Com. 729 Case Café de L’Equipe/Janiprix Bull. Civ., no. 160, 112
14 April 1992
Translated by:
Mr. Trevor Brown and Miss Ann Yazikov
Professor B. S. Markesinis

Facts and points decided:

It is common practice in contracts of sale for vendor and purchaser to agree specific warranties to which the vendor is to be held. The French Civil Code, in Articles 1625 et seq., provides certain standard warranties which are implied into such contracts. Article 1628 in particular provides that, “ even if it is stipulated that the vendor shall be bound by no warranty, he remains nevertheless bound by those resulting from his personal actions; any contrary agreement is void”. This case concerns the tension arising between the limited warranties set out in a contract for the sale of a bar and the statutory implied warranties of the Code Civil.

Held: the limited warranties set out in the contract did not displace the statutory warranty of Article 1628; hence the expiry of the former left the latter intact. The COURT, at the public hearing of 3 March 1992. As regards the first argument:

In view of articles 1625, 1626 and 1628 of the Civil Code;

Whereas 1) the vendor of a business must refrain from all action likely to entice away the customers of the business it has sold; 2) in cases where the parties have stipulated that the vendor cannot set up a particular business for a certain length of time, once that allotted time expires, the vendor is not released from its statutory warranty relating to its personal actions, which is a matter of public policy;

Whereas, 1) according to the judgement currently under Appeal, on 21 December 1977, Janiprix sold to “Café de l’équipe” a bar located within the precincts of a shopping centre; 2) according to the terms of the sale contract, Janiprix undertook not to set up or run, either directly or indirectly, a business of the same nature for a period of five years and within one-kilometre as the crow flies; 3) the company itself ran a “supermarket” in the shopping centre; 4) in 1987 it moved that supermarket to another shopping centre close to the previous one and set up a bar; 5) the “Café de l’équipe”, claiming that the vendor had failed to honour its obligation not to entice away the customers of the business it had sold, sued it for damages:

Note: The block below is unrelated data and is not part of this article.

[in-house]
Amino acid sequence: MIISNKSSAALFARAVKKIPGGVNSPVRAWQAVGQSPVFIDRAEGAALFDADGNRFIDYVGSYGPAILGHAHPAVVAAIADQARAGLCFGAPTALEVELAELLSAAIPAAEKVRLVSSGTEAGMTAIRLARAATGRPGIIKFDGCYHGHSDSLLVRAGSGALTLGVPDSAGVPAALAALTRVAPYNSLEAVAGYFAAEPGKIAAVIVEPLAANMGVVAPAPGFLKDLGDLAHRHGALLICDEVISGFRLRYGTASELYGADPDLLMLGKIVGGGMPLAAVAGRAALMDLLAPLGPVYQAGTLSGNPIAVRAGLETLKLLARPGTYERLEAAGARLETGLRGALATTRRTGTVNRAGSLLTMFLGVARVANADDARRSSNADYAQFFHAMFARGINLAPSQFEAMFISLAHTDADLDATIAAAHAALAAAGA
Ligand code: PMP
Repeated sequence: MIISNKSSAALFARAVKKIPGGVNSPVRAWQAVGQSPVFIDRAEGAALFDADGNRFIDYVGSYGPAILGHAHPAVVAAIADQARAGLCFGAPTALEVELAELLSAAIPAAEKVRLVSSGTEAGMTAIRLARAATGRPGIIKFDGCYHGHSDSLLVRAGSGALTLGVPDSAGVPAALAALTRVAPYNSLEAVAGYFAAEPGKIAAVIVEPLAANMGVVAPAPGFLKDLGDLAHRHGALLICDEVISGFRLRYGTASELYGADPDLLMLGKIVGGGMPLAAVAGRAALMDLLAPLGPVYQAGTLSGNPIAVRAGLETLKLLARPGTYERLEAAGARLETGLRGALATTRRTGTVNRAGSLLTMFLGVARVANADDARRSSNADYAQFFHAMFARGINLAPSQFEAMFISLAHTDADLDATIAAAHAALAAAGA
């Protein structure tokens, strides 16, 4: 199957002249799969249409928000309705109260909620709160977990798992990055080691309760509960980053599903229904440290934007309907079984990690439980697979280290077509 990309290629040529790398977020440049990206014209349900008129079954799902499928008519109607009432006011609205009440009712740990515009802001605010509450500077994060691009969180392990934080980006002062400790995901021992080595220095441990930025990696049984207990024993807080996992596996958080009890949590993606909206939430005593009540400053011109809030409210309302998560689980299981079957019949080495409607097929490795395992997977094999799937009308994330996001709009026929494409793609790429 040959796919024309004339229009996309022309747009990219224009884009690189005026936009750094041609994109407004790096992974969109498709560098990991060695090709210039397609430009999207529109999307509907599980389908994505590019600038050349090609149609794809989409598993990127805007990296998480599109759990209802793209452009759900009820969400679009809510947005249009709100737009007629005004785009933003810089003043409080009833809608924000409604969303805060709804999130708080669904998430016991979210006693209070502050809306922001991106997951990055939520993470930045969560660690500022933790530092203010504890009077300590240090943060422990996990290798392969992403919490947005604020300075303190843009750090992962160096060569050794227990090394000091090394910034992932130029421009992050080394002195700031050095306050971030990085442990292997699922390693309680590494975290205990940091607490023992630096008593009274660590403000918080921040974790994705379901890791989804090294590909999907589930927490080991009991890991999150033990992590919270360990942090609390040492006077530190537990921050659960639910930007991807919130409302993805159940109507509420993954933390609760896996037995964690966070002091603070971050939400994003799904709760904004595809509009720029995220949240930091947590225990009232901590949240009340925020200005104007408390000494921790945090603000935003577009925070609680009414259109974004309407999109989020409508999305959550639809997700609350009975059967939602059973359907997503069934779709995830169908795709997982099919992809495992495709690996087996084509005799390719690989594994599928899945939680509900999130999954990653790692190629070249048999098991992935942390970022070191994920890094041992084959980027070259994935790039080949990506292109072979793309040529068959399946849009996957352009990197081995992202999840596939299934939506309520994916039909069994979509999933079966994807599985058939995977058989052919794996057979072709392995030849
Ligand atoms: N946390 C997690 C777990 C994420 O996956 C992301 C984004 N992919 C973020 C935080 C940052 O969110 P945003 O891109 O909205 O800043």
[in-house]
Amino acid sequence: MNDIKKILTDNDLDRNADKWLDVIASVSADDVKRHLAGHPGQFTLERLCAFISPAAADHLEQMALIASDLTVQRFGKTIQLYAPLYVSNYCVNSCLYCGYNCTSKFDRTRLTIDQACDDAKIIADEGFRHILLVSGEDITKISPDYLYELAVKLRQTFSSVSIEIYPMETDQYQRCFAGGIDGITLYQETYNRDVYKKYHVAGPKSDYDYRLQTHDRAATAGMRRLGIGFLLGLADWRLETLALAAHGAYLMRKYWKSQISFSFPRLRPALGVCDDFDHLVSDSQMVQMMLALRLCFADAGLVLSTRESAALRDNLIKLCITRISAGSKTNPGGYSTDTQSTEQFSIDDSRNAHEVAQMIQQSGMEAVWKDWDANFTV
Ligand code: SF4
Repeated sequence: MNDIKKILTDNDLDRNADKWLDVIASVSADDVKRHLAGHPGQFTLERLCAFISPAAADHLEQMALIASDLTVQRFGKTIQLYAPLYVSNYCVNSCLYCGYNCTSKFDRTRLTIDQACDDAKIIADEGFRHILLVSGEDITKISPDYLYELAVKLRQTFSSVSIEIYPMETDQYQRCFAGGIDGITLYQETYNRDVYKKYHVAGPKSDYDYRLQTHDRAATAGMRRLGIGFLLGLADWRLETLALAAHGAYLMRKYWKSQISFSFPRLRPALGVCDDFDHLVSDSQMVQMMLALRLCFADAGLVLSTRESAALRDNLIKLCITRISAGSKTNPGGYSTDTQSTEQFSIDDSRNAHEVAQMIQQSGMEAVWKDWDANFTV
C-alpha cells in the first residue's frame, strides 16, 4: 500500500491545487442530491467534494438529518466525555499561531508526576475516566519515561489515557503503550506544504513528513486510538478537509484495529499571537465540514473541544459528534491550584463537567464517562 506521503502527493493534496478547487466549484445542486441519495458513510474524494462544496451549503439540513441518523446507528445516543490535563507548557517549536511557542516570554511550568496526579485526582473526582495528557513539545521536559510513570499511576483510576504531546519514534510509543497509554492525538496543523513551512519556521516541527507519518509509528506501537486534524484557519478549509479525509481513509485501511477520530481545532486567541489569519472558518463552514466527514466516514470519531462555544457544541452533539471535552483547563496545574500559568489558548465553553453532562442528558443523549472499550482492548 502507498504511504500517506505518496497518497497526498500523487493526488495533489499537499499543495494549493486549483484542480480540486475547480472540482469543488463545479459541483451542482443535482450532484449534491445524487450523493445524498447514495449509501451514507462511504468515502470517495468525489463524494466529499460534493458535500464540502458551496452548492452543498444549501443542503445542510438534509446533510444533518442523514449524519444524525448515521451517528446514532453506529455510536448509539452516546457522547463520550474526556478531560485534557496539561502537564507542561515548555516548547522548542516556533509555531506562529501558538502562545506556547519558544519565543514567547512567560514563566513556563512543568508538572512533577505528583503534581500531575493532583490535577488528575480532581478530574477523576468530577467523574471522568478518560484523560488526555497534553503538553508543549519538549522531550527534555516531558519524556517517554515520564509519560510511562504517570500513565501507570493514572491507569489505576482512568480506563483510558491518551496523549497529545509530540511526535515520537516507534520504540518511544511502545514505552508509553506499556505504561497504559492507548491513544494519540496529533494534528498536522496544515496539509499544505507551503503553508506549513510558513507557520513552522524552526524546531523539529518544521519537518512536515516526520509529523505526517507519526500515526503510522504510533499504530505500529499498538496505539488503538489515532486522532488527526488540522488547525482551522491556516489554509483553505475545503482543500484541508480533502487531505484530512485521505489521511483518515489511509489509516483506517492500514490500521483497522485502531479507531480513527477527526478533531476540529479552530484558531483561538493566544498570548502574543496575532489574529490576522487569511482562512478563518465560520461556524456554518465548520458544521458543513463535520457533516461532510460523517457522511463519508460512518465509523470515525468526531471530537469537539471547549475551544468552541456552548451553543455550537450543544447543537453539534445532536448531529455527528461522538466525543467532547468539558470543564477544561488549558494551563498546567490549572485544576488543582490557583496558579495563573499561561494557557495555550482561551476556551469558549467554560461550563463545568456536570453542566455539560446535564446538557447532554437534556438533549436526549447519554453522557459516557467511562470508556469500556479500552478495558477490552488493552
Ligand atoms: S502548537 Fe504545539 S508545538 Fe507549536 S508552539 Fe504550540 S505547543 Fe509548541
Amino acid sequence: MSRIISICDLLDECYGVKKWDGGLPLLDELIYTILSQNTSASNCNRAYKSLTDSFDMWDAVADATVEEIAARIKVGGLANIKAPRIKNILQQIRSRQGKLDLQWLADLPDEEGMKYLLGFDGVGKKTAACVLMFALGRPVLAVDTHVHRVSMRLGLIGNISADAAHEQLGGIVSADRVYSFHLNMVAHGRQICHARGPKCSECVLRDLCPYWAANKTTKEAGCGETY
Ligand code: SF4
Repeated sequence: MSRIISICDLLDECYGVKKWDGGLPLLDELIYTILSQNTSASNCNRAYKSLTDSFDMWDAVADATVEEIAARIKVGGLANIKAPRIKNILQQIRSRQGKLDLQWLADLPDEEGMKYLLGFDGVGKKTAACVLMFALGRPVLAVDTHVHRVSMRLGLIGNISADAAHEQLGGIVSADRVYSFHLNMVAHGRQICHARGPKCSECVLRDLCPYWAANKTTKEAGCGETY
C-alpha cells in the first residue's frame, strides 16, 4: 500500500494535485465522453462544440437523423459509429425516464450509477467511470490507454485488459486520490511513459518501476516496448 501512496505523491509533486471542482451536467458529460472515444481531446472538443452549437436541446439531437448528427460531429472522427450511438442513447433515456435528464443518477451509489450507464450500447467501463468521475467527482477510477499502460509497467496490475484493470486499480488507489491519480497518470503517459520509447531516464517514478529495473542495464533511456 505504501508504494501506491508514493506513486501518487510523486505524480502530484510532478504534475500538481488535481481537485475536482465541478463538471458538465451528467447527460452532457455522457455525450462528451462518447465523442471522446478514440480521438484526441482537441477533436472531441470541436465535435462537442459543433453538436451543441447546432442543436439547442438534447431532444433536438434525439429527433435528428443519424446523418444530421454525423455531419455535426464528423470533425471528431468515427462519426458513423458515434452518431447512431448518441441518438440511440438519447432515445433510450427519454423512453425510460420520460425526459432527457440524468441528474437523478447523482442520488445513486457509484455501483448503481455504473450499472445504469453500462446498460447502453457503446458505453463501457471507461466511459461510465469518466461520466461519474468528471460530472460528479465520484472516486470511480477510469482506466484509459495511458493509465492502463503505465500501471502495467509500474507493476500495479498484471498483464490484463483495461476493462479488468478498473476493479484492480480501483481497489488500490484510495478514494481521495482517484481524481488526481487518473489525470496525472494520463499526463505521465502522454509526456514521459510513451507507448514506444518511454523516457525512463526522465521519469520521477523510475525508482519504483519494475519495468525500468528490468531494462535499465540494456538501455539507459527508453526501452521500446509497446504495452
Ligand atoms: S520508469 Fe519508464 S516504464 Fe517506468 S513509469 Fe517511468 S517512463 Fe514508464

Whereas in order to reject that claim, the judgement holds that since Janiprix closed the shopping centre where it was established and set up another one (i) over 1 km away and (ii) more than 10 years after selling the business to the “Café de l’équipe”, the warranties on which the latter is relying have expired; whereas it further holds that if the “Café de l’équipe” was able to benefit from its location in the vicinity of a working shopping centre at the time of the purchase of the business, no agreement was drawn up between the parties to guarantee the continuation of that state of affairs, which was thus unpredictable, and Janiprix remained free to cease its own operations and to set them up in another place at its own will;

Whereas by relying on these grounds alone, without carrying out the concrete enquiries necessary in respect of the statutory warranty, which the pleadings of the company “Café de l’équipe” invited it to do, the Court of Appeal’s judgement lacks legal basis:

ON THESE GROUNDS, and without it being necessary to give a ruling on the second argument:

QUASHES AND ANNULS, in all its clauses, the judgement rendered between the parties on 21st September 1989 by the Douai Court of Appeal; thus reverts both the matter and the parties involved to their respective positions prior to the aforementioned judgement, and, that justice may be done, sends them back to the Amiens Court of Appeal.

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